In The Standard newspaper (Chicago, April 1, 1899), W. H. Geistweit writes a stinging attack on his encounter with two Mormon missionaries. The big discussion is polygamy. He gives a blow by blow account of their discussion about Abraham. Later in the article, Geistweit ponders,
But how any woman (and the manner of their missionary work brings them in contact with women mostly, while men are away at business) can listen to them for a moment is a strange thing to me. For the grief that grows out of Mormonism falls with dead weight upon the woman.
In The Standard (April 15, 1899), N.B. Rairden, General Superintendent writes,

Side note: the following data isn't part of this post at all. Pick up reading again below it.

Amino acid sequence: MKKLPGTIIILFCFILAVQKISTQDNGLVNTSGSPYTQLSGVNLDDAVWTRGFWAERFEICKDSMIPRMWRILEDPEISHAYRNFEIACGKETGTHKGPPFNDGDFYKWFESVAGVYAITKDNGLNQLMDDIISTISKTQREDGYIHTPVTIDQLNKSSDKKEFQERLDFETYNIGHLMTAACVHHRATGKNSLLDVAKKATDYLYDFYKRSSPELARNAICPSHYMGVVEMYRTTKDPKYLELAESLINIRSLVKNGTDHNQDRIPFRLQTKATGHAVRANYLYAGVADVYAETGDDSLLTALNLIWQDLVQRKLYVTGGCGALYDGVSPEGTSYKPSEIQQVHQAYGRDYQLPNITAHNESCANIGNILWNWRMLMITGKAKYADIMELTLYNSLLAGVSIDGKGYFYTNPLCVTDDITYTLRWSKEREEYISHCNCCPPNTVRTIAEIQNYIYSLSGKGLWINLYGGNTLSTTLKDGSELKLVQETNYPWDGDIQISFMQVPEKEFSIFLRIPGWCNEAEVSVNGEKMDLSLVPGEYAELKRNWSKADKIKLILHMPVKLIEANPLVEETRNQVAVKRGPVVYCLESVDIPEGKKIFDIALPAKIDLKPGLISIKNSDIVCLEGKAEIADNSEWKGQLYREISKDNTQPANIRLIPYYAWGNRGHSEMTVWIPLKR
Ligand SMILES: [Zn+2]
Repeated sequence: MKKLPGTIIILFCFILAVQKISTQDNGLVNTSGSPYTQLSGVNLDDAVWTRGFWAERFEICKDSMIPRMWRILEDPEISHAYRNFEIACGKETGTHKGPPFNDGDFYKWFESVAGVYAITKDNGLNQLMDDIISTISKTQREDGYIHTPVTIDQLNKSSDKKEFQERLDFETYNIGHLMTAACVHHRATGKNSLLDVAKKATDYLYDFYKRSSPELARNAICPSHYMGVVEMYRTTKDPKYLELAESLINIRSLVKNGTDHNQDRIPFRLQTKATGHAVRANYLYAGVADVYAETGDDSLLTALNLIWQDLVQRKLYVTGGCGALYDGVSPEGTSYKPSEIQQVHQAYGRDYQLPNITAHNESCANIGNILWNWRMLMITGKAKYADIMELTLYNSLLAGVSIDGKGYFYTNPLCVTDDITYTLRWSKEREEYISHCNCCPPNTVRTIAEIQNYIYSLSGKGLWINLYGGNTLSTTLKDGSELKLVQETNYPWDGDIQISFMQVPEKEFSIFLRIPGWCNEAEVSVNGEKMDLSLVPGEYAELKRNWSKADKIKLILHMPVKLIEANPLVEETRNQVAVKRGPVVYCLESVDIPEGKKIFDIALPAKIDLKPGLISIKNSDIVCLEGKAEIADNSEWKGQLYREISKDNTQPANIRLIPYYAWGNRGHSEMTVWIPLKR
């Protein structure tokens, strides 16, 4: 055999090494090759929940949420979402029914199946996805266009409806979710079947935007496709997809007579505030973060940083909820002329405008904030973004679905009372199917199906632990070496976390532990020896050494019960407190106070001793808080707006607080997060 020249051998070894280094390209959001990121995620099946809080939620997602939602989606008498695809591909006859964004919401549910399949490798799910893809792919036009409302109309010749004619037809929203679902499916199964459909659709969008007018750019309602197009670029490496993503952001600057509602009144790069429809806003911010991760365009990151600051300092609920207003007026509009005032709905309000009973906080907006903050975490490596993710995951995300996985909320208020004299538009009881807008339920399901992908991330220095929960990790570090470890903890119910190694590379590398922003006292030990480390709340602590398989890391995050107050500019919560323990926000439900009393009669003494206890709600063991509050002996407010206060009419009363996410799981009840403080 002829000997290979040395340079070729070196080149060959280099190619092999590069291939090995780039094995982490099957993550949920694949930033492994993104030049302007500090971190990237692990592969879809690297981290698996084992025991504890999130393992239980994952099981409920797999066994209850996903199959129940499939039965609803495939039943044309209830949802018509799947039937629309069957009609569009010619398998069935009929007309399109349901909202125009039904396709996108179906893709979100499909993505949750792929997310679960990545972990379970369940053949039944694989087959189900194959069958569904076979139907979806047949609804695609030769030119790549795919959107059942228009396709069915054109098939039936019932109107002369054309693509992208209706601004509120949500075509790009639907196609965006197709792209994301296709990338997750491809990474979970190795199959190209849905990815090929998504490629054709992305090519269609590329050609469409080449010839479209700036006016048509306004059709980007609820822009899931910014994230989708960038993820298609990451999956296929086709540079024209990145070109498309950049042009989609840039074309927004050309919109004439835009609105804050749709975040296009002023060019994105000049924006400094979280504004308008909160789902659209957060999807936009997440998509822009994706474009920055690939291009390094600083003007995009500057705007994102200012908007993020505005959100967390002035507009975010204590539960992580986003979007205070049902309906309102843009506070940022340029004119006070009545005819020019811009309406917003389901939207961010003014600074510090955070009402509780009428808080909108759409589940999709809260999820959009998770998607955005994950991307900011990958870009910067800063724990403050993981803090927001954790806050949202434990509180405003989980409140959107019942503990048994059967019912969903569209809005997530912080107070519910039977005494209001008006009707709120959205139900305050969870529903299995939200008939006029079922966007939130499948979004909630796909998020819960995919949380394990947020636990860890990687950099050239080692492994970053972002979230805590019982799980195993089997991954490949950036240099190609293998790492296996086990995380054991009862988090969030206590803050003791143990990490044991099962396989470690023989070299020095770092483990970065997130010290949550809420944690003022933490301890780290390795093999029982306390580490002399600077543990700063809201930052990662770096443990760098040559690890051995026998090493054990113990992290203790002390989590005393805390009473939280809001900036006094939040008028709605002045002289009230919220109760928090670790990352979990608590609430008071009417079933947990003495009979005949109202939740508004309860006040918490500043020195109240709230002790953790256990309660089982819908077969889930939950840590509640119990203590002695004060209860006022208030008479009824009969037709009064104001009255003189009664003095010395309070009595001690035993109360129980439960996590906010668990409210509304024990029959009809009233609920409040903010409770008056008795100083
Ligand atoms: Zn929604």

The Mormons are doing everything in their power to secure the seating of Congressman-elect Roberts. This means much more than appears upon the face of it. There is no question in my mind, nor is there in the mind of any person who has carefully looked into the facts (on the ground) that this is the intention of the Mormon authorities to make all laws, or constitutional provisions dead letters, so far as polygamy is concerned. That it has never been the intention to deal fairly in this matter, is shown by the fact that in one town alone, it is said, upon good authority, that more than 1,000 children have been born of plural wives now, who were not plural wives a few years ago. The church authorities are urging their people to “live their religion,” which, to the Mormon, means that they should continue in their polygamous relations, or take plural wives, if they have none at present. . . . The Mormons hold the balance of power in Idaho and no adverse legislation, or enforcement of the law, can be expected from that state under present conditions. . . . “